1. Every person has individual foods they’ll react to that another person won’t. Also perfection isn’t required for healing. You don’t need to eat perfect to heal. The most important part is to avoid the biggest offenders, listen to your body, and know that healing is not an overnight process. I hope this helps ease the frustration you’re feeling trying to navigate a low-mold diet and healing journey.

  4. Thank you for all the great information. I have a question. My partner has been having health issues for a while now but they have gradually gotten a little better since we moved out of our duplex with toxic mold. However, some symptoms are persisting. He has been doing a low-histamine diet for a couple weeks and just started doing a low-mold diet today and said he is feeling worse than he has in several weeks. Is this to be expected when beginning this diet?

    Thank you!

    1. Marian Mitchell

      Hi Erin! This is extremely normal. The mold is being starved of its food source and is dying off. They release mycotoxins and thus make us feel quite awful. Is he doing anything to support his liver to make sure it’s able to clean things out effectively? Also, is he taking any binders?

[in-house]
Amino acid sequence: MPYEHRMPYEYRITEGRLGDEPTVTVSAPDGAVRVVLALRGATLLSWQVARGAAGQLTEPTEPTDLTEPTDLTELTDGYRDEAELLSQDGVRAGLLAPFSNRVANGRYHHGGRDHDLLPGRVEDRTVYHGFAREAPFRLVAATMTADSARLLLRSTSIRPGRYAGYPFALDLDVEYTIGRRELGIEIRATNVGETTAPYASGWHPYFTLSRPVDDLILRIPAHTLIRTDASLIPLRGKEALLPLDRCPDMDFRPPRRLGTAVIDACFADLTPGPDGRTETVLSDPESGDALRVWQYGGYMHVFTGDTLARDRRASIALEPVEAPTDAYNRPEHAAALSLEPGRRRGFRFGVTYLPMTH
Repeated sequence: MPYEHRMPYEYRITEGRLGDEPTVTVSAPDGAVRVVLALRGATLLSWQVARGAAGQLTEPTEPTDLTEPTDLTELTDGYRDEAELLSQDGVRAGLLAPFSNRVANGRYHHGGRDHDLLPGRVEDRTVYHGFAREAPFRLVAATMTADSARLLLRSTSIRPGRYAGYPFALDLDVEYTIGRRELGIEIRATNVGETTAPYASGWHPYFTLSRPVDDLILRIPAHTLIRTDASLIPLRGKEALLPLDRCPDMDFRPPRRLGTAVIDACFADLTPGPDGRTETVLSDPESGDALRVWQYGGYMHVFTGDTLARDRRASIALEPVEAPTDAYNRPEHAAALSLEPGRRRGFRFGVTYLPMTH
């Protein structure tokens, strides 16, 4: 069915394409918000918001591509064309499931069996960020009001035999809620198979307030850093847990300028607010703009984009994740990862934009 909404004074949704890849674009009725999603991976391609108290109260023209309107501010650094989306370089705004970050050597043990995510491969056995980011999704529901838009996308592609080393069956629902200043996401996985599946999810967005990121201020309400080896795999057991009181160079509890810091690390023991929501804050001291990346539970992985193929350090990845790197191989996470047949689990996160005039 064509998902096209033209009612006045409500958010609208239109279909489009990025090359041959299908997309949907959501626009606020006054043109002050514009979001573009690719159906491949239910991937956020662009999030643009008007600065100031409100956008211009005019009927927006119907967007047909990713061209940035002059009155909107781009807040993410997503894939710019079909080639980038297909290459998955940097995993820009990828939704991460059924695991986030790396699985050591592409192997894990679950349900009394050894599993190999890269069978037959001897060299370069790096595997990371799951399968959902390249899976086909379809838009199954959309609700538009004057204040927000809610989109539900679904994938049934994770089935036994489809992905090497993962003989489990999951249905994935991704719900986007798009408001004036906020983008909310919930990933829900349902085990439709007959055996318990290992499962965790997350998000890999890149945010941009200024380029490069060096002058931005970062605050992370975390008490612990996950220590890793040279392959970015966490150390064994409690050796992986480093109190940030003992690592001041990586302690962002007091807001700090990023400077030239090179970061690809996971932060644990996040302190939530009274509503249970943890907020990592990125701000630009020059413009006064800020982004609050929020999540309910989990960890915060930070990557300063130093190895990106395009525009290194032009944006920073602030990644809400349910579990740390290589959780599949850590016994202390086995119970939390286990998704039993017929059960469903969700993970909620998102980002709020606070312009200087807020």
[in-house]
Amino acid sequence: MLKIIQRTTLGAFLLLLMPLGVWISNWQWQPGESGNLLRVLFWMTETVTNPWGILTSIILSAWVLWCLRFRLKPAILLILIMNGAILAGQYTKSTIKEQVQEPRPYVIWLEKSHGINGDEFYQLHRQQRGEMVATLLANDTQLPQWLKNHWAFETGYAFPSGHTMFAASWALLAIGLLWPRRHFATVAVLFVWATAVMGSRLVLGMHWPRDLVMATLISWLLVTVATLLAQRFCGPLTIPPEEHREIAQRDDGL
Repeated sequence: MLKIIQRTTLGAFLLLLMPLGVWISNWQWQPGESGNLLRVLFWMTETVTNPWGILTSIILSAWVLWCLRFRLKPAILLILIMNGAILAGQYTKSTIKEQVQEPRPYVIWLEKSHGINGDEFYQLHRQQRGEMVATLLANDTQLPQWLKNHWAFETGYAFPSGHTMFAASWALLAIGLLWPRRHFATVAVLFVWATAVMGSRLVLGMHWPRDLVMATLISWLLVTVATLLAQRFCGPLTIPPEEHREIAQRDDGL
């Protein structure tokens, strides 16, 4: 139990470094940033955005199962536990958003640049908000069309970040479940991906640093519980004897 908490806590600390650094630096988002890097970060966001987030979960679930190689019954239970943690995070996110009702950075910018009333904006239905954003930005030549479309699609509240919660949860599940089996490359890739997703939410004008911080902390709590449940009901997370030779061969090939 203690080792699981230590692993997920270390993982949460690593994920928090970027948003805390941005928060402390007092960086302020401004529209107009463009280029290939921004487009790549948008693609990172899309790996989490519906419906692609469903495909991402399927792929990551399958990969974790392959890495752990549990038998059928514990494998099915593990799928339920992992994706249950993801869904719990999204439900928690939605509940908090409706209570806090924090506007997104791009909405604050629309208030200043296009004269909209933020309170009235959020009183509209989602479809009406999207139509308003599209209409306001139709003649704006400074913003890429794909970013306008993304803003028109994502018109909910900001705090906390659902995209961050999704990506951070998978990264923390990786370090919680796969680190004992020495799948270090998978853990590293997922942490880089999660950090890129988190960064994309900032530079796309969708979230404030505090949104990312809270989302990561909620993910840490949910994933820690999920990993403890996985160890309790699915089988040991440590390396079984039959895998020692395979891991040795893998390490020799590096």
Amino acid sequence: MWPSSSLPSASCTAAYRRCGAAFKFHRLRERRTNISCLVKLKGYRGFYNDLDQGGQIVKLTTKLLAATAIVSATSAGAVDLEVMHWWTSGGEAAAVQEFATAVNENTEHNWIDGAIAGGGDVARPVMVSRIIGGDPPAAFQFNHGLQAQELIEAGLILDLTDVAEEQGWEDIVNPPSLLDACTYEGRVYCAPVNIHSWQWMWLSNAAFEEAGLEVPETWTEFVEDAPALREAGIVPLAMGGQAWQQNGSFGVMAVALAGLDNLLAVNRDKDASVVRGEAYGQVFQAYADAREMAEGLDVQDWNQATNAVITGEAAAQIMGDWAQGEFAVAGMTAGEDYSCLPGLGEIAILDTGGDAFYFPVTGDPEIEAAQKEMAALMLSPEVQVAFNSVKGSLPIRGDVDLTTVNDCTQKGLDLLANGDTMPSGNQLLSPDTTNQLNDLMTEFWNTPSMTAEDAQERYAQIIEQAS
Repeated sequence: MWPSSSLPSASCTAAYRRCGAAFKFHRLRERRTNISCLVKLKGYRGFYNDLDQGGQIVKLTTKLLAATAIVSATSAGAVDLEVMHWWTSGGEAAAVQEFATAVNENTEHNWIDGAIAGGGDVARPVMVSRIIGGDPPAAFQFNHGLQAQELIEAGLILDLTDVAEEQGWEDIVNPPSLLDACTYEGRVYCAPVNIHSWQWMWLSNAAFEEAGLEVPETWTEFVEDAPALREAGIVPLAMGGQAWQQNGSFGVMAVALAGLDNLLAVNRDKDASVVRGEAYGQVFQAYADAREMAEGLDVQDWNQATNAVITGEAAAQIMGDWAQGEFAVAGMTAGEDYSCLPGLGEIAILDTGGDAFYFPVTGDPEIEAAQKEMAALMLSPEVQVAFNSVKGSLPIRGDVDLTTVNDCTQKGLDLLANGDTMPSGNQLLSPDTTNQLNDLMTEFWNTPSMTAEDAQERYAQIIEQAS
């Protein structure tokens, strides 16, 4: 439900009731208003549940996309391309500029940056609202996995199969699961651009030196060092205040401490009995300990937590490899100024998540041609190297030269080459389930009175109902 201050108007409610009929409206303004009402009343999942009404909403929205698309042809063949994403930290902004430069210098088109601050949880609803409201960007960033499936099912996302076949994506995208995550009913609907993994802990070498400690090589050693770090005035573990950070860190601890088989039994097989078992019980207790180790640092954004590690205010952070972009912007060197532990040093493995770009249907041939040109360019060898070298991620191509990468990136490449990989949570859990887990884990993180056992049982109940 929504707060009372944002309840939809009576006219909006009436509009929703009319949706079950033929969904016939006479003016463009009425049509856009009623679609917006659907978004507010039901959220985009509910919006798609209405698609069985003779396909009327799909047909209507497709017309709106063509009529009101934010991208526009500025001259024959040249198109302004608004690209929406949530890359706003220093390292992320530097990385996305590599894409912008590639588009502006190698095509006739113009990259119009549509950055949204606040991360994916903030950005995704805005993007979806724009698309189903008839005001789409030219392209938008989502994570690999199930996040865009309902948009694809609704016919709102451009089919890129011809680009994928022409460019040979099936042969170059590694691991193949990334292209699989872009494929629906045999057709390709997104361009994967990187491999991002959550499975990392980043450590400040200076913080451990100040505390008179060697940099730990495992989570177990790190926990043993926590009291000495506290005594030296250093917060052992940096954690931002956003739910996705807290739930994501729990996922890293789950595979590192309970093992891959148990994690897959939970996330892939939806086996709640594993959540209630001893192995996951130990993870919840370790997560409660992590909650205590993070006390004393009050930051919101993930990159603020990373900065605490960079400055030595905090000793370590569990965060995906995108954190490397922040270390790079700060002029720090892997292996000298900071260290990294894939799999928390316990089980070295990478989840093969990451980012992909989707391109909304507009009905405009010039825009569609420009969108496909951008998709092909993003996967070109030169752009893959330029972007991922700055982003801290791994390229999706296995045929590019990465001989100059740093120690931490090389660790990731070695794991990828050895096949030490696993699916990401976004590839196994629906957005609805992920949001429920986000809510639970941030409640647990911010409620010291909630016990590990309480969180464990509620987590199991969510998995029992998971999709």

5. This is such a wonderful site. Thank you!

    Question:

    When fresh is not available can “fresh” organic produce be washed in GSE to clean and then be used? Must produce be purchased daily? We just do not have enough farmers markets to do so. Best suggestions for vegan protein please. Again, thank you!

    1. Marian Mitchell

      By fresh I do not mean you have to shop daily. Thank goodness! It means, not prechopped or precooked. You can shop weekly, then rinse with GSE before preparing and eating.